Relationship between root caries and alveolar bone loss in Yayoi people

Above mentioned, the people of the Yayoi had carious lesions that were most frequently located on the root surfaces of their teeth. Root surface exposure is a prerequisite for this type of decay, and alveolar bone loss is the main cause of such exposure. Therefore, we identify the factors associated with root caries, and examine the relationship between root caries and alveolar bone loss in the people of the Yayoi period.

As shown in Table 2, the prevalence of root caries was significantly higher (78.7%) among those with a mean CEJ-AC distance >3.4 mm than among those with a distance <3.3 mm (54.1%). In addition, significant differences in the mean number of teeth with root caries were observed according to age, presence of coronal caries, and the mean CEJ-AC distanceper person. The prevalence of root caries and the mean number of teeth with root caries per person were significantly associated with the mean CEJ-AC distance per person.

Root caries prevalence (n) (%)

p -value1 Mean number of teeth with root caries per person

p-value2

Mean CEJ-AC distance per person

<3.3 mm(133) >3.4 mm (127)

54.1(72) 78.7(100)

< 0.001 1.3+1.7 2.4±2.6

< 0.001

Table 2. Root caries prevalence and mean number of teeth with root caries per person by CEJ-AC distance per person.

Figure 6 shows the percentage of root caries surfaces per tooth surface according to the mean CEJ-AC distance per tooth surface. We calculated the percentage of each root surface (distal, buccal, mesial, and lingual/palatal) affected by caries. Those subjects with a greater mean CEJ-AC distance per tooth surface had a significantly higher percentage of surface root caries for all surfaces compared to those with shorter mean distances.

For the upper and lower molars, the mean CEJ-AC distance per tooth surface was based on the presence of root caries (Table 3). In the upper jaw, root caries on the distal surface of the premolars or on the distal, mesial, and palatal surfaces of the molars, were significantly associated with a greater mean CEJ-AC distance value per tooth surface. In the lower jaw, significantly greater distance values were associated with root caries on the distal, buccal, and mesial surfaces of the molars or on the distal and buccal surfaces of the premolars.

Our results confirm the relationship between root caries and the CEJ-AC distance, which is used as an index of alveolar bone loss, in the bones of the Yayoi people. In ancient agrarian populations, the amount of starchy mass on the tooth surface was probably a key factor in the development of root caries. In addition, alveolar bone loss, which is a major cause of root exposure, tends to precede the development of root caries. Several reports have suggested an association between the occurrence of caries and periodontal disease in ancient populations, although no previous studies have examined this correlation. Thus, the findings of the present study are valuable because they clarify for the first time the relationship between root caries and alveolar bone loss in an ancient population (the Yayoi people). To our knowledge, this is the first study to evaluate the relationship between root caries and CEJ-AC distance using skeletal remains.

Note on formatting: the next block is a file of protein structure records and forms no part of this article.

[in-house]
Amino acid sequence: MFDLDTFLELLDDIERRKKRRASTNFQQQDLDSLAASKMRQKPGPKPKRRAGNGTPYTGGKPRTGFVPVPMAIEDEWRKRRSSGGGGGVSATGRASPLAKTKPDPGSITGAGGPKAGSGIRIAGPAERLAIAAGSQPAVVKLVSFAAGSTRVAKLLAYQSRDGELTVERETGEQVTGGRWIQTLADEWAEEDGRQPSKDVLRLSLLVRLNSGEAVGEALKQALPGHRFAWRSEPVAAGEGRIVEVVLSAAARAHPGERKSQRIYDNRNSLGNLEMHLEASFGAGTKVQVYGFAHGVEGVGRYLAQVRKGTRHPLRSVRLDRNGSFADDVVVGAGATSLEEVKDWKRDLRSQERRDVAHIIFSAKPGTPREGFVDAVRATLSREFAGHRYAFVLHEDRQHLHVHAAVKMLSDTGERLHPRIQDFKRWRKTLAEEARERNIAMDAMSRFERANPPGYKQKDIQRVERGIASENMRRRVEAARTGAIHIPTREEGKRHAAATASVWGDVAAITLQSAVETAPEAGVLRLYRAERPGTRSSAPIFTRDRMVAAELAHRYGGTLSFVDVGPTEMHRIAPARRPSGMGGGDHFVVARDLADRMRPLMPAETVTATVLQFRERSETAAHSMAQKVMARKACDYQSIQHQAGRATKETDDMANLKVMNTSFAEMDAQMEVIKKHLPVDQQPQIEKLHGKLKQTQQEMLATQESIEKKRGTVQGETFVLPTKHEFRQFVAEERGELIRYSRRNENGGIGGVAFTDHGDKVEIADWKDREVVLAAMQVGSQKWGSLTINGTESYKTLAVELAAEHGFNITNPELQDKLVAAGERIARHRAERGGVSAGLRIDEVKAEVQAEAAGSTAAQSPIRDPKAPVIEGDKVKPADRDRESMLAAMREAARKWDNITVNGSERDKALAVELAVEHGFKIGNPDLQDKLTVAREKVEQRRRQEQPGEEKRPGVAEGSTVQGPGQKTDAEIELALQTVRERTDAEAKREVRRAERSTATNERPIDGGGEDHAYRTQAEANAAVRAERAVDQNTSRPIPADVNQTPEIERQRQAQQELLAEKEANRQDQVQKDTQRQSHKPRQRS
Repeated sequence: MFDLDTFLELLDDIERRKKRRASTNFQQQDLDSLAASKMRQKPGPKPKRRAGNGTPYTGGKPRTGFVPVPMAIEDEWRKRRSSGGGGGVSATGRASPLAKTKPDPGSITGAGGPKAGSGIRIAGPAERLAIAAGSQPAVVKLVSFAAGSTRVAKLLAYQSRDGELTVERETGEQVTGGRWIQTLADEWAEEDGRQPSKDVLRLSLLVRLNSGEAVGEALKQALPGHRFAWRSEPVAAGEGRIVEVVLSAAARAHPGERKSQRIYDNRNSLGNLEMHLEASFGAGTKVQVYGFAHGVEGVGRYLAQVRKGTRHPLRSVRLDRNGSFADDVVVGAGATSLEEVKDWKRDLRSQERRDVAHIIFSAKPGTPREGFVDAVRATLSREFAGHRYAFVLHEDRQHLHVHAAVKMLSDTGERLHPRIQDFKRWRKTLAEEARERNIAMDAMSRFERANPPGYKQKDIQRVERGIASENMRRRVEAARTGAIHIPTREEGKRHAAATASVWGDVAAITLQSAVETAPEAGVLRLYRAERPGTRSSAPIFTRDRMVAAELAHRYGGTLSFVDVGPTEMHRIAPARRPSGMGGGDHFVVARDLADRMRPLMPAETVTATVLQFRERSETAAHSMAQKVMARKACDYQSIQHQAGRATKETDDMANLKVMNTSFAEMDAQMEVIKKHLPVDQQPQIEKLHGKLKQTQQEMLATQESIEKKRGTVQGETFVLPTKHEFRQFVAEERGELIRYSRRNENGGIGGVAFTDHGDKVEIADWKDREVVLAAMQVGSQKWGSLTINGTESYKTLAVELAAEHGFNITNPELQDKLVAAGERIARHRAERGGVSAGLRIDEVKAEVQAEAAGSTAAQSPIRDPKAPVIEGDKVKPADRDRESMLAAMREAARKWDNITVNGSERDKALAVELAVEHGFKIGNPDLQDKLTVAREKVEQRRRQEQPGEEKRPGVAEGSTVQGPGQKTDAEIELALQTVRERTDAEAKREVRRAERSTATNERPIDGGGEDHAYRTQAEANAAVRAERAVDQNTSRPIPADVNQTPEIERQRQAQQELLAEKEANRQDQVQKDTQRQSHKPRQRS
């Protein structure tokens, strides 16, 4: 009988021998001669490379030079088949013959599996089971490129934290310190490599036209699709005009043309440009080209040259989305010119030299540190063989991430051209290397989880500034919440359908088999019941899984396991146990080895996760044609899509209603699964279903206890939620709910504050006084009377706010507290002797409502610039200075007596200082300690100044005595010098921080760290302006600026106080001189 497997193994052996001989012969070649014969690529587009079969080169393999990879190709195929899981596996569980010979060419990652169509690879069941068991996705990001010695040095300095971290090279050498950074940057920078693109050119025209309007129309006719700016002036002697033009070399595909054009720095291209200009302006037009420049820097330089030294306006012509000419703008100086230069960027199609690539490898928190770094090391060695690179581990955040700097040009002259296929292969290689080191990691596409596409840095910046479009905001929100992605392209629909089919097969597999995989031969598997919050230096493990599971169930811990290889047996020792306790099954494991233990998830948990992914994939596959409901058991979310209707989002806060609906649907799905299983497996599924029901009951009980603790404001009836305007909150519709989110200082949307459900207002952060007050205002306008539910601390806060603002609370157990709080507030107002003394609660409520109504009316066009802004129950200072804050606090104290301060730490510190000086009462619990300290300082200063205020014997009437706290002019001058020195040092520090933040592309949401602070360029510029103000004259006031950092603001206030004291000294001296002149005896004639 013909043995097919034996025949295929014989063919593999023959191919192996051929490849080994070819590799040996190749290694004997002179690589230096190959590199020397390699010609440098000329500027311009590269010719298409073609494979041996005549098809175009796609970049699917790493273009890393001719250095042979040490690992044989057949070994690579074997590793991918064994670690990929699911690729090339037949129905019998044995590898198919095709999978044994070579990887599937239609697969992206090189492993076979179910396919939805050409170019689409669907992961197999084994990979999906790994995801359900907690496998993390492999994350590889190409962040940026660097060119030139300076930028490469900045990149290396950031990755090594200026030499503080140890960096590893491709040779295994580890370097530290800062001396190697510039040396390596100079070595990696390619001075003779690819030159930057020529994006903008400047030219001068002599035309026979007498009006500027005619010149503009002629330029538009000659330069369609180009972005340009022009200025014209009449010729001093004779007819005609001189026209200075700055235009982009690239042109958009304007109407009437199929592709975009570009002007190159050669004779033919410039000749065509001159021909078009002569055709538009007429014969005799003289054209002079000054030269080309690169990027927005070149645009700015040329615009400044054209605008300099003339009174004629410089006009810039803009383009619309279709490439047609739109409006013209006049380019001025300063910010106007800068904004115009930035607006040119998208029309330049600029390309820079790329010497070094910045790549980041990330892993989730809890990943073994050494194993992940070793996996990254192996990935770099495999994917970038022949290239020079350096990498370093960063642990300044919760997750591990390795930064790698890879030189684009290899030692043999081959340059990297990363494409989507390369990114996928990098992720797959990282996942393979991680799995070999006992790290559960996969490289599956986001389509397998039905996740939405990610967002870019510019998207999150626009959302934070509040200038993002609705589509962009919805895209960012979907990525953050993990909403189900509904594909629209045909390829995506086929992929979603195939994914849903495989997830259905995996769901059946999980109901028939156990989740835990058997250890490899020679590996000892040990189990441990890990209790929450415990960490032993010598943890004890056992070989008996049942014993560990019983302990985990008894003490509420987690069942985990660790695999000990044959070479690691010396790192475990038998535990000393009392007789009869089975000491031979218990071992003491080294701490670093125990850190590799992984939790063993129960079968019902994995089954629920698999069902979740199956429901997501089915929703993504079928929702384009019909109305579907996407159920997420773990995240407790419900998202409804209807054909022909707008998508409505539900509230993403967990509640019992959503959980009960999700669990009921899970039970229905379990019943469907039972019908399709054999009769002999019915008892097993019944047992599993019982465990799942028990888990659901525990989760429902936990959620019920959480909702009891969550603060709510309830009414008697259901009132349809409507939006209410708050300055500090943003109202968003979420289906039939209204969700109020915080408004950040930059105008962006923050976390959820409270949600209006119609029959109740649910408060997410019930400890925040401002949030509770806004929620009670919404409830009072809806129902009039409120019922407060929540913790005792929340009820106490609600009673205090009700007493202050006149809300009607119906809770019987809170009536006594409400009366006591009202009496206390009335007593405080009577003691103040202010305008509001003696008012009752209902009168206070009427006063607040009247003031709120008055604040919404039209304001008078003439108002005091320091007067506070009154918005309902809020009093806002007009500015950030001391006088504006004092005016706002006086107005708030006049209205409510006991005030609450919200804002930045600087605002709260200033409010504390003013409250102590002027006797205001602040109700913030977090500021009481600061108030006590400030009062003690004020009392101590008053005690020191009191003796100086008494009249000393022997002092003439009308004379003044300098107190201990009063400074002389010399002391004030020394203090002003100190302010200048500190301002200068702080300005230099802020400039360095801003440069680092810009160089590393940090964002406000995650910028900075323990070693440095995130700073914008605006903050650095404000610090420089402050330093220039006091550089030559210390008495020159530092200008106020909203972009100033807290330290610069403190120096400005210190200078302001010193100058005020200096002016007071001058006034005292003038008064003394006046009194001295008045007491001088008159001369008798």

Previous reports regarding caries (Haraga, 2006) and alveolar bone loss (Uekubo T, 2006,) among the Yayoi people indicated that carious lesions on the approximal surface were common. The present study, which reveals a CEJ-AC distance-dependent increase in the percentage of surface root caries, confirms these findings (Figure 7). We believe that the close relationship between root caries and alveolar bone loss on the approximal surface is suggestive of the involvement of this bone loss in the manifestation of root caries. Although the mechanism of alveolar bone loss in the Yayoi people has not been elucidated, root caries may be a consequence of alveolar bone loss.

Fig. 7. Relation with percentage of root caries surfaces per tooth surface and mean CEJ-AC distance per tooth surface.

Tooth type Mean CEJ-AC distance per tooth surface p-value 1

mm±SD (number of tooth surfaces )

Tooth type Mean CEJ-AC distance per tooth surface p-value 1

mm±SD (number of tooth surfaces )

Without root caries

With root caries

Upper premolar

Distal

2.9±1.3(423)

3.6±1.9(23)

0.045

Buccal

3.5±2.0(404)

4.3±3.1(3)

0.490

Mesial

3.0±1.3(405)

3.4±1.4(9)

0.224

Palatal

3.6±1.3(477)

4.00(1)

Upper molar

Distal

3.3±1.7(311)

3.9±1.2(27)

0.010

Buccal

3.8±2.0(359)

4.3±2.1(16)

0.367

Mesial

3.0±1.4(367)

4.3±1.6(24)

< 0.001

Palatal

4.4±2.l(397)

5.4±1.8(17)

0.011

Lower premolar

Distal

2.7±1.5(617)

3.6±1.5(32)

0.001

Buccal

4.0±2.l(569)

6.0±2.8(10)

0.013

Mesial

2.6±1.4(618)

3.9±2.8(10)

0.126

Lingual

3.0±1.4(511)

--------(0)

Lower molar

Distal

3.1±1.8(453)

4.0±2.0(36)

0.002

Buccal

4.1±2.3(453)

5.7±2.4(39)

< 0.001

Mesial

2.9±1.6(471)

4.6±1.9(27)

< 0.001

Lingual

3.7±1.6(504)

4.3±1.l(l6)

0.192

1 Mann-Whitney test

Table 3. Mean CEJ-AC distance per tooth surface by the presence of root caries.

1 Mann-Whitney test

Table 3. Mean CEJ-AC distance per tooth surface by the presence of root caries.

0 0

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